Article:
What are Nominal Damages?
How do you legally define it?
What are the essential elements you should know!
In this article, we will break down the legal definition of Nominal Damages so you know all there is to know about it!
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What Are Nominal Damages
Nominal damages are a form of legal compensation that are awarded by the court when the plaintiff has the legal right to obtain them but was not able to prove a substantial loss.
In other words, the plaintiff was able to prove that the defendant committed a fault or a wrong but was not able to provide evidence that it suffered injuries.
What’s important to keep in mind is that when a plaintiff files a lawsuit against the defendant for damages seeking compensation for injuries, the plaintiff must prove that not only the defendant committed a wrong but it also suffered damages.
Without the evidence of damages, the court will not award the plaintiff any compensation.
However, in some cases, the court may award “nominal damages” to the plaintiff representing a very small amount to compensate it for all or parts of its legal costs.
Nominal damages may be awarded in two scenarios:
- The plaintiff sues for compensation but fails to present evidence of the financial loss or injuries
- The plaintiff has not suffered any physical loss but has been victimized in certain ways
Nominal Damages Definition
According to the Cornell Law School’s Legal Information Institute, nominal damages means:
A trivial sum of money awarded to a plaintiff whose legal right has been technically violated but who has not established that they are entitled to compensatory damages because there was no accompanying loss or harm.
As you can see from this legal definition, when we are talking about nominal damages, we are referring to a “nominal” or “trivial” compensation.
Why Nominal Damages
If the amount of “nominal” damage is so small, why would anyone want to legally pursue it?
The reality is that not every sues for “financial” compensation.
There are individuals who may want to pursue another so they can have the courts rule and declare that their rights have been violated or that the defendant has mistreated them.
While compensatory damages are intended to “compensate” the plaintiff for injuries suffered and proven in court, ‘nominal damages’ are awarded to commemorate the plaintiff’s vindication in court.
In essence, the plaintiff has a legal right to sue the defendant but was not entitled to compensatory damages.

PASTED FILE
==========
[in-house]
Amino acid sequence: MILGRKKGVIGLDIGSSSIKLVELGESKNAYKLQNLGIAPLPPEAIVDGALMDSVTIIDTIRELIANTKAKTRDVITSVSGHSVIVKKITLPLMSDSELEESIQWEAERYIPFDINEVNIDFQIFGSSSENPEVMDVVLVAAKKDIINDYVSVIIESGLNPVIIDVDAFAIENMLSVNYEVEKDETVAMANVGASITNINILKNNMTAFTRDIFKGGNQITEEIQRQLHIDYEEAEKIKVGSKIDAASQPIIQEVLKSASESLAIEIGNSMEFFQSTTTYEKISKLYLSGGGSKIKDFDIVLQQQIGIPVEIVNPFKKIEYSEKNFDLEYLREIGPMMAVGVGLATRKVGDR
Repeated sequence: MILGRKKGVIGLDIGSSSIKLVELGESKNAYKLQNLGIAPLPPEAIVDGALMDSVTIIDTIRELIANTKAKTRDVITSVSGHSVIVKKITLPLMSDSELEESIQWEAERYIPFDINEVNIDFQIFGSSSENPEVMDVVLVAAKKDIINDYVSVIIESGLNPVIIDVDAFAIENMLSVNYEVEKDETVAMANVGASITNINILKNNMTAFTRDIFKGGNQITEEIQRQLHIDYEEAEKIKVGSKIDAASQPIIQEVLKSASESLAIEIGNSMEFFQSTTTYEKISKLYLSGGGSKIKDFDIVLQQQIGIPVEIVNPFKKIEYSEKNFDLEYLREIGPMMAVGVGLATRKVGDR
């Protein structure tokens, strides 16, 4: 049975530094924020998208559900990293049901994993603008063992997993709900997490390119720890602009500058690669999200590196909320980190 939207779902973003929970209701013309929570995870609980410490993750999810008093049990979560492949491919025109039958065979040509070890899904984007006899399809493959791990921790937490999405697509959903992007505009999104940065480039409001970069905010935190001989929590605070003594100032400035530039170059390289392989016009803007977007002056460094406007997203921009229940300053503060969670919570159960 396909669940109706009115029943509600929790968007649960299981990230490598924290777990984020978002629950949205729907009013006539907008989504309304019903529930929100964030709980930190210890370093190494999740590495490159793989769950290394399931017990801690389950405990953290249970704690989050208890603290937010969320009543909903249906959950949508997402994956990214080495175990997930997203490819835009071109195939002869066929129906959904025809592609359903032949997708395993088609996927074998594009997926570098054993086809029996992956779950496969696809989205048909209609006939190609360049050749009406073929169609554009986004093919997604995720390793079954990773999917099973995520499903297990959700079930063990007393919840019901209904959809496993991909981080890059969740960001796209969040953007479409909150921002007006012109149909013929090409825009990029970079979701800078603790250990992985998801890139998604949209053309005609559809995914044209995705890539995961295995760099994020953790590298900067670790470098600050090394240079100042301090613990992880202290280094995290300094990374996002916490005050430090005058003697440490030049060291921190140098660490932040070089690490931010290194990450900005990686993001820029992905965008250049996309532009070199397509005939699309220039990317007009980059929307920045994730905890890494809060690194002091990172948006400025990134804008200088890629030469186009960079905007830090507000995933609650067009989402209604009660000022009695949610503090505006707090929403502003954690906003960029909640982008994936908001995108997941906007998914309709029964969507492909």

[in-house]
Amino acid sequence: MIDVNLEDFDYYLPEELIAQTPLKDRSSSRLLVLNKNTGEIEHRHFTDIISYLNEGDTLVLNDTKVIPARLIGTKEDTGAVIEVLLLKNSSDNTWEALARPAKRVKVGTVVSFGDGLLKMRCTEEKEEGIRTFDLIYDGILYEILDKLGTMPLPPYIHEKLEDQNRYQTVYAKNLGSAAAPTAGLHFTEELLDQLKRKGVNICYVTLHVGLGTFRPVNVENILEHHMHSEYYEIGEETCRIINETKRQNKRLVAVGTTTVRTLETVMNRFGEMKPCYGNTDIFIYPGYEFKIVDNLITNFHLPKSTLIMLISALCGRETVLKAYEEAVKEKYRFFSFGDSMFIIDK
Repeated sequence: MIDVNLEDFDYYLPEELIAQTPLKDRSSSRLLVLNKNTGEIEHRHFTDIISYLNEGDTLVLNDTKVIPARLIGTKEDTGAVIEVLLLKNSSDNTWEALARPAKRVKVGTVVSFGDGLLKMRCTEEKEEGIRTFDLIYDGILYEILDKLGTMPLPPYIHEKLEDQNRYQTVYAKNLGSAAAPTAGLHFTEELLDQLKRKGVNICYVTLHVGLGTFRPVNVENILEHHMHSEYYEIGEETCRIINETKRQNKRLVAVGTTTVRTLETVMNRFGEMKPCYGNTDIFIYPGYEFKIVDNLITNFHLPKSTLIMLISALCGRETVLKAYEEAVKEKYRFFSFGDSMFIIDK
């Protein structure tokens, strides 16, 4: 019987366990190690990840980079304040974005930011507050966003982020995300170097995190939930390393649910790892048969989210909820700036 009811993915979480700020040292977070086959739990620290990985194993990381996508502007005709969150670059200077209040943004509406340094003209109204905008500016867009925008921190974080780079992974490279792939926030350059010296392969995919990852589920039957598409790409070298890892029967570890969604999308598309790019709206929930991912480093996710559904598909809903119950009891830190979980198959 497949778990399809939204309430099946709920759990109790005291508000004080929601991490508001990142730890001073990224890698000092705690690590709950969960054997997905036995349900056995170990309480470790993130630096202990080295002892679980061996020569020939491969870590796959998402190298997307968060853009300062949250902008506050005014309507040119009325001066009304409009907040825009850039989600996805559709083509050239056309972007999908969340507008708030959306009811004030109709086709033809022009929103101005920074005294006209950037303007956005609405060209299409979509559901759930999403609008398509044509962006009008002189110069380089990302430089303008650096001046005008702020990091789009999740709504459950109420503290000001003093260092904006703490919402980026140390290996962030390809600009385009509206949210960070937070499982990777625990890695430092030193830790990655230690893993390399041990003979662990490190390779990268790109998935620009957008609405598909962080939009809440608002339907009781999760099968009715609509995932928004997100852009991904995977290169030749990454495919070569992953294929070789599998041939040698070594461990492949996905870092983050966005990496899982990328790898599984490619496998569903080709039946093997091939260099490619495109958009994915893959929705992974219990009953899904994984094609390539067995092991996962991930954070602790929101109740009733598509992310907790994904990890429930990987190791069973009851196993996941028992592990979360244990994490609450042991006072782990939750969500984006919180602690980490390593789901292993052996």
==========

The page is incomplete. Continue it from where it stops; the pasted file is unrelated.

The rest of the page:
Nominal Damages In Contract Disputes
How does nominal damages apply to contracts and contract disputes?
The purpose of getting nominal damages can be important as it may open the door for punitive damages.
In essence, for a plaintiff to obtain punitive damages, it must either get compensatory damages, restitution damages, or nominal damages.
Generally, in contract disputes or breach of contract claims, punitive damages are not awarded.
However, if the defendant’s actions were clearly in bad faith or malice, and combined with tort claims, the court may award nominal damages so it can then award punitive damages to the plaintiff.
Nominal Damages Example
Nominal damages represent a very small amount of money awarded to a plaintiff when it was in the legal right to sue the defendant but was not able to prove damages.
Typically, the amount of nominal damage awarded to the plaintiff is $1 or even $2.
For example, in cases where the plaintiff’s constitutional rights have been violated but who did not suffer actual damages, the court may award a $1 nominal damage and recognize that the plaintiff’s rights were violated.
In other cases, the courts may award a $1 nominal damage to the plaintiff to then award punitive damages.
The most famous nominal damages award was a $1 verdict in an antitrust lawsuit prosecuted by the United States Football League against the National Football League in 1986.
Another famous example of nominal damages is when the Prime Minister Winston Churchill was awarded a shilling (equal to about $0.25) in the context of a libel lawsuit he brought against Louis Adamic.
In essence, Louis Adamic had written that Winston Churchill had too much to drink and was drunk during a dinner at the White House.
Uzuegbunam v. Preczewski
In the U.S. Supreme Court case Uzuegbunam v. Preczewski, the court ruled that nominal damages are appropriate means to redress violated rights otherwise now rendered moot.
There are many instances when a party has been wronged but is not able to sue for significant damages, rather it will sue for nominal damages.
Particularly, in cases where a person’s constitutional rights have been violated, we are likely to see a lawsuit filed by the plaintiff to have the court recognize the defendant’s wrongdoing.
The Uzuegbunam v. Preczewski clarified the question that a party may sue for nominal damages when a constitutional violation had occurred but has since been rendered moot.
In some jurisdictions, the plaintiff may be awarded contemptuous damages.
Just like nominal damages, contemptuous damages are trivial.
They are awarded to address a point of law or even of honor.
Generally, the loser of a case will be required to pay for attorney fees.
However, in the case of contemptuous damages, the plaintiff may be required to assume its own legal fees.
Nominal Damage Takeaways
So what is the legal definition of Nominal Damages?
Let’s look at a summary of our findings.
Define Nominal Damages
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